Story 6 - 17/7/2008
The Single Molecule
Who would you hire to localize a single molecule? A new detective is now available! A nano-lightning rod can do the job. It can act as a single-molecule fingerprint detective with an unprecedented spatial resolution up to 15 nanometers.
A single-molecule fingerprint. TERS image of a single molecule about 10 nm wide.
When Sherlock Holmes arrives on the scene of a crime, he immediately looks for potential culprits' fingerprints using a magnifying glass. In the same way, scientists can use sharp
metallic nanotips to look for the Raman fingerprints of molecules.
Recently, Jens Steidtner and Bruno Pettinger at the German
Fritz-Haber-Institut of the Max-Planck-Gesellschaft in Berlin have
proven that a metallic nanotip can be employed to localize single
molecules with an unprecedented spatial resolution up to 15
When light impinges upon a molecule, different parts of the
molecule start vibrating at specific frequencies. Just like we all
have our characteristic fingerprints, each molecule has its own
distinctive set of characteristic frequencies, known as the Raman
spectrum of the molecule. These vibrational frequencies have been
widely used by scientists as a tool to detect and discriminate
molecules, and they are at the core of techniques such as infrared
spectroscopy or Raman spectroscopy.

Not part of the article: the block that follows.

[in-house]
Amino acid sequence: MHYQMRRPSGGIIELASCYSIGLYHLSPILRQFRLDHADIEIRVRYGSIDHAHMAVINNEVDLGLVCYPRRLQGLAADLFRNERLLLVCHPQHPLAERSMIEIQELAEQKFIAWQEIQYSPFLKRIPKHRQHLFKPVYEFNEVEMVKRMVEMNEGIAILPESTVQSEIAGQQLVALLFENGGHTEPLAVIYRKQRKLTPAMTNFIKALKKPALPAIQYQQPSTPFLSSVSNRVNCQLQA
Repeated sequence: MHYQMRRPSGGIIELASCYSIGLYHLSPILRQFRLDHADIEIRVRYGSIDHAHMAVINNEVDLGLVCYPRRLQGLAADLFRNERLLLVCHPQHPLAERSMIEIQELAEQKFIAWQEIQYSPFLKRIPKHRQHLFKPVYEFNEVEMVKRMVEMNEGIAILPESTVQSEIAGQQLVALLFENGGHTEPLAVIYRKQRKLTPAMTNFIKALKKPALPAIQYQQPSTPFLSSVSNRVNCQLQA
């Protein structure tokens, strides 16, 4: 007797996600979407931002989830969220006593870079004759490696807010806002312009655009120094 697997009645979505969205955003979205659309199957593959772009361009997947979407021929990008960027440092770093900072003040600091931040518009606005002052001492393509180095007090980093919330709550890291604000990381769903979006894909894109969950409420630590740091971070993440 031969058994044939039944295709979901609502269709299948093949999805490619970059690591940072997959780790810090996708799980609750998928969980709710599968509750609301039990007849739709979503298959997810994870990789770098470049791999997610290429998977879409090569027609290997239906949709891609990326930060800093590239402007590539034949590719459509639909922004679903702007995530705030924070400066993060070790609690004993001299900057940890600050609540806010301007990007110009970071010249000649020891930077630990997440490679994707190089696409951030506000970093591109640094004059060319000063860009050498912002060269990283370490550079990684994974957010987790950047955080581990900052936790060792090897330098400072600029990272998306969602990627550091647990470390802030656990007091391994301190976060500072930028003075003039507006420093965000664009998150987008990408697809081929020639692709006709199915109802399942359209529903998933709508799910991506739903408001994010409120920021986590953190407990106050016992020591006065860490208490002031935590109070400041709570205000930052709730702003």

Raman spectroscopy, in particular, has specific advantages that
make it a good molecular detective: samples can be prepared easily
and it can be used in various environments. However, this
detective has some drawbacks that have prevented it from detecting
single molecules: poor signal efficiency and a spatial resolution
essentially limited to a few hundred nanometers.
Luckily, these disadvantages are overcome by using a more powerful
Raman detective, Surface Enhanced Raman Spectroscopy (SERS). In
this technique the Raman signal efficiency is greatly enhanced by
metal nanostructures brought either in close vicinity to or in
contact with the molecule . If the metal nanostructure is a
tiny, sharp, and nanosized tip, like a lightning rod at the
nanoscale, then the technique is called Tip Enhanced Raman
Spectroscopy (TERS). Compared to SERS, TERS is a more efficient
molecular detective with spatial resolution at the nanoscale.
"TERS is a very young approach," Pettinger explains, "that
combines a raster scanning probe device with a Raman spectrograph.
The core of this unit is a tip of suitable material and size that,
when illuminated, greatly enhances Raman scattering, making single
molecule Raman spectroscopy possible with a spatial resolution
around 10-20 nanometers. In a sense, the tip is working as an
optical antenna for the incident and radiated light, thereby
providing the huge signal enhancement in its close vicinity."
Before Steidtner and Pettinger's work, TERS had only shown
indirect evidence for single molecule detection sensitivity. Now,
Steidtner and Pettinger have come up with substantial and direct
evidence by performing TERS experiments in ultra-high vacuum
rather than in air. "One advantage to our approach," Pettinger